You can buy ready-prepared first-aid kits that should all comply with British Standard BS 8599-1. There’s no legal requirement to include particular items, but your kit’s contents should reflect the risks in your workplace. For example, if there’s a risk of burns, there should be cream and bandaging to alleviate that.

Useful items could include:

  • general first-aid information leaflet
  • individual, sterile, waterproof plasters
  • sterile eye pad
  • sterile, waterproof triangular bandages
  • individual, sterile, wound dressings
  • cleansing wipes
  • antiseptic cream
  • insect bite cream or spray
  • disposable gloves
  • safety pins
  • scissors.

Always dispose of any used items. Be aware that some items may have use-by dates, and a nominated first-aid representative should hold responsibility for keeping the equipment and information up to date.

First-aid qualifications

If your workplace has more than 25 employees, or you are involved in potentially hazardous work, you need to have trained first aiders in the workplace and/or undertake some first-aid training yourself.

There’s a variety of first-aid training providers available. One option is voluntary organisations such as St John’s Ambulance, the British Red Cross or St Andrew’s First Aid. There are also training providers aligned with trade associations, and independent external providers. Some of these offer regulated qualifications, while others are entirely independent.

It is the responsibility of any employer or business owner to ensure they choose a reputable training provider. You don’t need to notify anyone of your choice, but it’s good practice to keep records of your choice and the reasons for it, in case of inspection by the HSE or local authority standards agency.

There are different levels of first aid qualification available – the two most common are:

  • emergency first aid at work (EFAW)
  • first aid at work (FAW).

Emergency first aid at work (EFAW)

An EFAW course should take place over a minimum of one day and include at least six hours of face-to-face training and assessment.

After completing an EFAW syllabus, the trained first aider should be able to:

  • understand the role of the first aider, including reference to:

 – the importance of preventing cross-infection

 – the need for recording incidents and actions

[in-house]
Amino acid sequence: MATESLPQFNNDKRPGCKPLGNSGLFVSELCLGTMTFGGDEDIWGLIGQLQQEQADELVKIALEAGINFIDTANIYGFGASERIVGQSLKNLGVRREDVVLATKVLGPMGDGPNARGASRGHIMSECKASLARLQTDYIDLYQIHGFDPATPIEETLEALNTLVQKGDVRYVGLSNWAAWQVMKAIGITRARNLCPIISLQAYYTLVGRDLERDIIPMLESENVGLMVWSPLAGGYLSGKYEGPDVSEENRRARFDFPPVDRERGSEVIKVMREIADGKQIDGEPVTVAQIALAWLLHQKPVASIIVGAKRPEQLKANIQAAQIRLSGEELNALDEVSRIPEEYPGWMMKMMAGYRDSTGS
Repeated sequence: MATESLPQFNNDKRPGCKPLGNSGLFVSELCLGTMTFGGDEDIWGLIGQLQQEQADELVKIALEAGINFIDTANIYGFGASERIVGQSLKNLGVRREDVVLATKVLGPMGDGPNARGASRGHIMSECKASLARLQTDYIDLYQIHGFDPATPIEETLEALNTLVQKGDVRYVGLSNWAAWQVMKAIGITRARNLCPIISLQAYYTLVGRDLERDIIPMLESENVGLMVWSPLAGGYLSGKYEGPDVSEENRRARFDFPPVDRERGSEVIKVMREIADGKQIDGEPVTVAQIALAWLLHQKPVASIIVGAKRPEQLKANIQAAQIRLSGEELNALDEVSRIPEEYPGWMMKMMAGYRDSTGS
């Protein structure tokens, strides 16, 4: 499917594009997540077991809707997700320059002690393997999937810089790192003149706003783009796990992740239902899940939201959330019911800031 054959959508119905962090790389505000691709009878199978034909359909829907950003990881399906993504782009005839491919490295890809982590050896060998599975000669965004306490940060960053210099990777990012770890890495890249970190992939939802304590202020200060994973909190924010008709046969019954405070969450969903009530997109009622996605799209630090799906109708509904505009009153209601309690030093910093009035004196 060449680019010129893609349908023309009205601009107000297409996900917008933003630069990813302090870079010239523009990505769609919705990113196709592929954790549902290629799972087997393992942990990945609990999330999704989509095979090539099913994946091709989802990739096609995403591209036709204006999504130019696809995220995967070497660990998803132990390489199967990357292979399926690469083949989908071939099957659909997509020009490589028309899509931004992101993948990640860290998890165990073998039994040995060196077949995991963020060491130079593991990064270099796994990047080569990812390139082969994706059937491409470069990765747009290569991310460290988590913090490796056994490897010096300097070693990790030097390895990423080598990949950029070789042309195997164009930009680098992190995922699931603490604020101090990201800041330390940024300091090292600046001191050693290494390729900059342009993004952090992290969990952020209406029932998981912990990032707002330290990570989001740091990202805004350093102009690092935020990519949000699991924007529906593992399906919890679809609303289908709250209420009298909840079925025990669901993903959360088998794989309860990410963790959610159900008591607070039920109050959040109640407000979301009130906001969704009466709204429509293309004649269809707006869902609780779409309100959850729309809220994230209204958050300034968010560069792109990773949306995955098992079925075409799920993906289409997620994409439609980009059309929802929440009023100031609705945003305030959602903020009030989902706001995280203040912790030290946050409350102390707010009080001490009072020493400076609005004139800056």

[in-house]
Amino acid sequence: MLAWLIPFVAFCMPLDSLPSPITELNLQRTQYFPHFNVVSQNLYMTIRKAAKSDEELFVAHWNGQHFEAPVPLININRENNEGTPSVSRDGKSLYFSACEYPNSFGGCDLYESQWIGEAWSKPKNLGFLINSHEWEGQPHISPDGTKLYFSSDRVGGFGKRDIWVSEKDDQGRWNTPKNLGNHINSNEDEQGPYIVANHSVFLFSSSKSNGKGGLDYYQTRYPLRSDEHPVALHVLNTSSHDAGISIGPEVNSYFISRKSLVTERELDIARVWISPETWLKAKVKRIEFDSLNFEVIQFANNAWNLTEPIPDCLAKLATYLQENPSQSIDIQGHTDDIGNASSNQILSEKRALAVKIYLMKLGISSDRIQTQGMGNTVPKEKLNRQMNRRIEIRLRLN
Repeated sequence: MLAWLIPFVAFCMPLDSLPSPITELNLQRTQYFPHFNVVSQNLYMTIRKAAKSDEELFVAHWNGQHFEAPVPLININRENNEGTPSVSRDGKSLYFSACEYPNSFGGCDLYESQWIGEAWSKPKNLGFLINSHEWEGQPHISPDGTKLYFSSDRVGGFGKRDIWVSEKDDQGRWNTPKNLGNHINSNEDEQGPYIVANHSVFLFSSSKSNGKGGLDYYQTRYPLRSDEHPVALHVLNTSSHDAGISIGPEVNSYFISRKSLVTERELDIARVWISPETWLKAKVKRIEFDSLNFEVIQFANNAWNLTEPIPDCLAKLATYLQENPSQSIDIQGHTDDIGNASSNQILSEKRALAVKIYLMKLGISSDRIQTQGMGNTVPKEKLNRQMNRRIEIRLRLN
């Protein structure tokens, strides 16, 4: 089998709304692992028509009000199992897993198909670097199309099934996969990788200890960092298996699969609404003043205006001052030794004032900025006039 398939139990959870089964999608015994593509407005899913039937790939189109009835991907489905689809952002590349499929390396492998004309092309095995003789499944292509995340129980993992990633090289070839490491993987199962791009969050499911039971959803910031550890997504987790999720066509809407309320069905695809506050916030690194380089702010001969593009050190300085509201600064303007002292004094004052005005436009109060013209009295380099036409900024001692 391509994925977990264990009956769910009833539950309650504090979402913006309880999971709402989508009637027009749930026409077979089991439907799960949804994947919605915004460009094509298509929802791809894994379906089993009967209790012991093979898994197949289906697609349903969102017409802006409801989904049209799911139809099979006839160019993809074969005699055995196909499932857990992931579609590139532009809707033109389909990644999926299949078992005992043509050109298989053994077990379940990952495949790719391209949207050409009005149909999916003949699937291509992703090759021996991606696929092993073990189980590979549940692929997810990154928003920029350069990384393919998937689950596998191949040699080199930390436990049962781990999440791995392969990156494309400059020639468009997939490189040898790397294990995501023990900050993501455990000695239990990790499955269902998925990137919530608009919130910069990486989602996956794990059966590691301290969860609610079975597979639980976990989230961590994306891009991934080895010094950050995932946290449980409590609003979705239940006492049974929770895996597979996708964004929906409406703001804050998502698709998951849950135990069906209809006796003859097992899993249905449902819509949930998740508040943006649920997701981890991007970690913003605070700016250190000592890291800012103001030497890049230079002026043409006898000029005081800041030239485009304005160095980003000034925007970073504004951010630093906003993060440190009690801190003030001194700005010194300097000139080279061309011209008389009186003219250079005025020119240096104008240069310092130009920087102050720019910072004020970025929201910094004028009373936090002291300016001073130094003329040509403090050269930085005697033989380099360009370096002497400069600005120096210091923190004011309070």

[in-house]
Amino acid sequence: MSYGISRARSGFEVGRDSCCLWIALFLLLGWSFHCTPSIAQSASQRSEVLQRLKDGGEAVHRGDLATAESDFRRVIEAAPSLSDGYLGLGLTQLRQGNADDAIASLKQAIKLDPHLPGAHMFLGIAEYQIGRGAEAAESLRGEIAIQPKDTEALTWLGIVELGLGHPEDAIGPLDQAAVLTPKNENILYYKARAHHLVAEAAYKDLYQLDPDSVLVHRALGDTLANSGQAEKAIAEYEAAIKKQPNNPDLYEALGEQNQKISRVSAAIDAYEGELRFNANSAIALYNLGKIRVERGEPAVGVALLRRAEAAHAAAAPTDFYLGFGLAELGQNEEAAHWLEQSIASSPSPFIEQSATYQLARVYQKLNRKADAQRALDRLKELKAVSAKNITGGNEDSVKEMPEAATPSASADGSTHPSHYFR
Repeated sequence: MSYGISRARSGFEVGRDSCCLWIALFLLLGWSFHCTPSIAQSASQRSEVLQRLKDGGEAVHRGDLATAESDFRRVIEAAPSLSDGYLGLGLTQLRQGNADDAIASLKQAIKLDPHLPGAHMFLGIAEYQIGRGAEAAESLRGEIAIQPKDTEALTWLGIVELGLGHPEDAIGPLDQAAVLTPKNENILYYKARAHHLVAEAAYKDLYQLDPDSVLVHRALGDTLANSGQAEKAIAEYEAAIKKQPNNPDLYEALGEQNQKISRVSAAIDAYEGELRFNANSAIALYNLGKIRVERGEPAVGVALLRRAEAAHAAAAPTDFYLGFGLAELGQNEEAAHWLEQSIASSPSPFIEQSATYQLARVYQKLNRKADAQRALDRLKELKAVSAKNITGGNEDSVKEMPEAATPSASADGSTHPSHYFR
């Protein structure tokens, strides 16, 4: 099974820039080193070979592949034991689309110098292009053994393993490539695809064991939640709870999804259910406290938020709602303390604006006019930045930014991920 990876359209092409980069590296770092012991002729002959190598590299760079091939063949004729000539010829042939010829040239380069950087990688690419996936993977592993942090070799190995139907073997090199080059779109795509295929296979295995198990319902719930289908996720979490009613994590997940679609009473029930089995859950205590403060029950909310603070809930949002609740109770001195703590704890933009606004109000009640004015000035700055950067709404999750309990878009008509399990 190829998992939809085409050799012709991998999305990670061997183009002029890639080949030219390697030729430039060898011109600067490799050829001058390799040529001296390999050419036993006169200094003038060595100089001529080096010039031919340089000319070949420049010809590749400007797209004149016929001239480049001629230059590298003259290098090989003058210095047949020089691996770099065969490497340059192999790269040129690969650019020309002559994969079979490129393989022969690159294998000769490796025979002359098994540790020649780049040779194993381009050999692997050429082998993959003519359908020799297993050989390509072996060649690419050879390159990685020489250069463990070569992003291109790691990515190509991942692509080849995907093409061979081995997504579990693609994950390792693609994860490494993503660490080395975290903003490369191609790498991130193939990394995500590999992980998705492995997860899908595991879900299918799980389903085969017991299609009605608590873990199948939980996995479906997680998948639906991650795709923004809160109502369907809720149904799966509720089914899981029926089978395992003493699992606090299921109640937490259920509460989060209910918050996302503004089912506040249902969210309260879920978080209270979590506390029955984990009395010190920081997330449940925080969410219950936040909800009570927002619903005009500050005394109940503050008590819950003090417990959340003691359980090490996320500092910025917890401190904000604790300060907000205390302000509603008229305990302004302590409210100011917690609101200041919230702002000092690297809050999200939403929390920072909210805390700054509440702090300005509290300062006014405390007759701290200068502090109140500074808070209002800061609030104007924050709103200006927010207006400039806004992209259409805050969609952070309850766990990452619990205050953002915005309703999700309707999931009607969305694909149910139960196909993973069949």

– use of available equipment.

  • assess the situation and circumstances in order to act safely, promptly and effectively in an emergency.
  • administer CPR.
  • administer first aid to a casualty who is:
  • unconscious (including seizure)
  • choking
  • wounded and bleeding
  • suffering from shock.
  • provide appropriate first aid for minor injuries (including small cuts, grazes and bruises, minor burns and scalds, small splinters).

First aid at work (FAW)

A FAW course is more detailed than an EFAW course, and covers the EFAW syllabus plus other areas. It should take place over a minimum of three days and include a minimum of 18 hours of face-to-face training and assessment.

Following successful completion of the FAW course, the first aider should be able to do everything included in the EFAW course, and also:

  • administer first aid to a casualty with:

– injuries to bones, muscles and joints, including suspected spinal injuries

– chest injuries

– burns and scalds

– eye injuries

– sudden poisoning

– anaphylactic shock

  • recognise the presence of major illness (including heart attack, stroke, epilepsy, asthma, diabetes) and provide appropriate first aid.

First-aid qualifications should be refreshed annually. An EFAW requalification will be another day, while a FAW requalification course can take place over two days, with a minimum of 12 teaching hours.

For more information or assistance, the voluntary aid organisations British Red Cross, St John’s Ambulance and St Andrew’s First Aid have more information about first aid online.